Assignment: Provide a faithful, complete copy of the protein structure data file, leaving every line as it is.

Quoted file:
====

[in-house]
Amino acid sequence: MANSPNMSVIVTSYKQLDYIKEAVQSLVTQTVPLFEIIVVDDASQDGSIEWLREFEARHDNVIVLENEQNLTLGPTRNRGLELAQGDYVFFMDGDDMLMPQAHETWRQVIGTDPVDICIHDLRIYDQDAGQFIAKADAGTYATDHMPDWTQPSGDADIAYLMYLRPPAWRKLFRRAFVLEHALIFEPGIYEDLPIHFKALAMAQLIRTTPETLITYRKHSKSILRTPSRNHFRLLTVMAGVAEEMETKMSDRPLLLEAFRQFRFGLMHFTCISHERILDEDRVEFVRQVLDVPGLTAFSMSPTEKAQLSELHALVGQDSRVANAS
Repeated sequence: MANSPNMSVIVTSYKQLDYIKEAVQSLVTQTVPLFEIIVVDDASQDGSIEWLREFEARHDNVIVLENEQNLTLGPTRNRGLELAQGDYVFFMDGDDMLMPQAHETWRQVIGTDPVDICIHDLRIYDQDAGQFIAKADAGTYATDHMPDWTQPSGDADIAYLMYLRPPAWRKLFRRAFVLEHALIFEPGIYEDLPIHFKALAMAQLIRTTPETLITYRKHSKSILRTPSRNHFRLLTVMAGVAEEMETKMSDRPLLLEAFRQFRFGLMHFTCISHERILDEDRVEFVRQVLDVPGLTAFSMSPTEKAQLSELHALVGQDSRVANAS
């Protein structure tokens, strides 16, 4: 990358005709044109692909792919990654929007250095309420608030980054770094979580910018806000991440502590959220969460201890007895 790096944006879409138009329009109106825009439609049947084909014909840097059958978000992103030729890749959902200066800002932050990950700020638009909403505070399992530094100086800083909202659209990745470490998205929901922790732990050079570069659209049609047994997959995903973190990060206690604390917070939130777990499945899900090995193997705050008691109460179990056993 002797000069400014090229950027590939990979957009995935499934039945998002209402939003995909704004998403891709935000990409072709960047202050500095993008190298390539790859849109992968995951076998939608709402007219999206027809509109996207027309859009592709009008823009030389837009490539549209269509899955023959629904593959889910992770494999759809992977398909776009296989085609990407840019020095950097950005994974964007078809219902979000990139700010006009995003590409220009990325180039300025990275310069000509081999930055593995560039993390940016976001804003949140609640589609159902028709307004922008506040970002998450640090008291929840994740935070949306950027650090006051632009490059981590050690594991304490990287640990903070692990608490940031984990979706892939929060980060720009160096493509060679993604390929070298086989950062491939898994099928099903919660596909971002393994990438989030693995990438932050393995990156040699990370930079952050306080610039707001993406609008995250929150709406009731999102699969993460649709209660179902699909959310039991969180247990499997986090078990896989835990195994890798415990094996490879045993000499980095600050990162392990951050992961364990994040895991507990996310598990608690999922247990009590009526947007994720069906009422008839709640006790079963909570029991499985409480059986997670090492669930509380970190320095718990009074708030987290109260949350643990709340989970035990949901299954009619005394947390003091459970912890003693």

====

[in-house]
Amino acid sequence: MANSPNMSVIVTSYKQLDYIKEAVQSLVTQTVPLFEIIVVDDASQDGSIEWLREFEARHDNVIVLENEQNLTLGPTRNRGLELAQGDYVFFMDGDDMLMPQAHETWRQVIGTDPVDICIHDLRIYDQDAGQFIAKADAGTYATDHMPDWTQPSGDADIAYLMYLRPPAWRKLFRRAFVLEHALIFEPGIYEDLPIHFKALAMAQLIRTTPETLITYRKHSKSILRTPSRNHFRLLTVMAGVAEEMETKMSDRPLLLEAFRQFRFGLMHFTCISHERILDEDRVEFVRQVLDVPGLTAFSMSPTEKAQLSELHALVGQDSRVANAS
Repeated sequence: MANSPNMSVIVTSYKQLDYIKEAVQSLVTQTVPLFEIIVVDDASQDGSIEWLREFEARHDNVIVLENEQNLTLGPTRNRGLELAQGDYVFFMDGDDMLMPQAHETWRQVIGTDPVDICIHDLRIYDQDAGQFIAKADAGTYATDHMPDWTQPSGDADIAYLMYLRPPAWRKLFRRAFVLEHALIFEPGIYEDLPIHFKALAMAQLIRTTPETLITYRKHSKSILRTPSRNHFRLLTVMAGVAEEMETKMSDRPLLLEAFRQFRFGLMHFTCISHERILDEDRVEFVRQVLDVPGLTAFSMSPTEKAQLSELHALVGQDSRVANAS
């Protein structure tokens, strides 16, 4: 990358005709044109692909792919990654929007250095309420608030980054770094979580910018806000991440502590959220969460201890007895 790096944006879409138009329009109106825009439609049947084909014909840097059958978000992103030729890749959902200066800002932050990950700020638009909403505070399992530094100086800083909202659209990745470490998205929901922790732990050079570069659209049609047994997959995903973190990060206690604390917070939130777990499945899900090995193997705050008691109460179990056993 002797000069400014090229950027590939990979957009995935499934039945998002209402939003995909704004998403891709935000990409072709960047202050500095993008190298390539790859849109992968995951076998939608709402007219999206027809509109996207027309859009592709009008823009030389837009490539549209269509899955023959629904593959889910992770494999759809992977398909776009296989085609990407840019020095950097950005994974964007078809219902979000990139700010006009995003590409220009990325180039300025990275310069000509081999930055593995560039993390940016976001804003949140609640589609159902028709307004922008506040970002998450640090008291929840994740935070949306950027650090006051632009490059981590050690594991304490990287640990903070692990608490940031984990979706892939929060980060720009160096493509060679993604390929070298086989950062491939898994099928099903919660596909971002393994990438989030693995990438932050393995990156040699990370930079952050306080610039707001993406609008995250929150709406009731999102699969993460649709209660179902699909959310039991969180247990499997986090078990896989835990195994890798415990094996490879045993000499980095600050990162392990951050992961364990994040895991507990996310598990608690999922247990009590009526947007994720069906009422008839709640006790079963909570029991499985409480059986997670090492669930509380970190320095718990009074708030987290109260949350643990709340989970035990949901299954009619005394947390003091459970912890003693």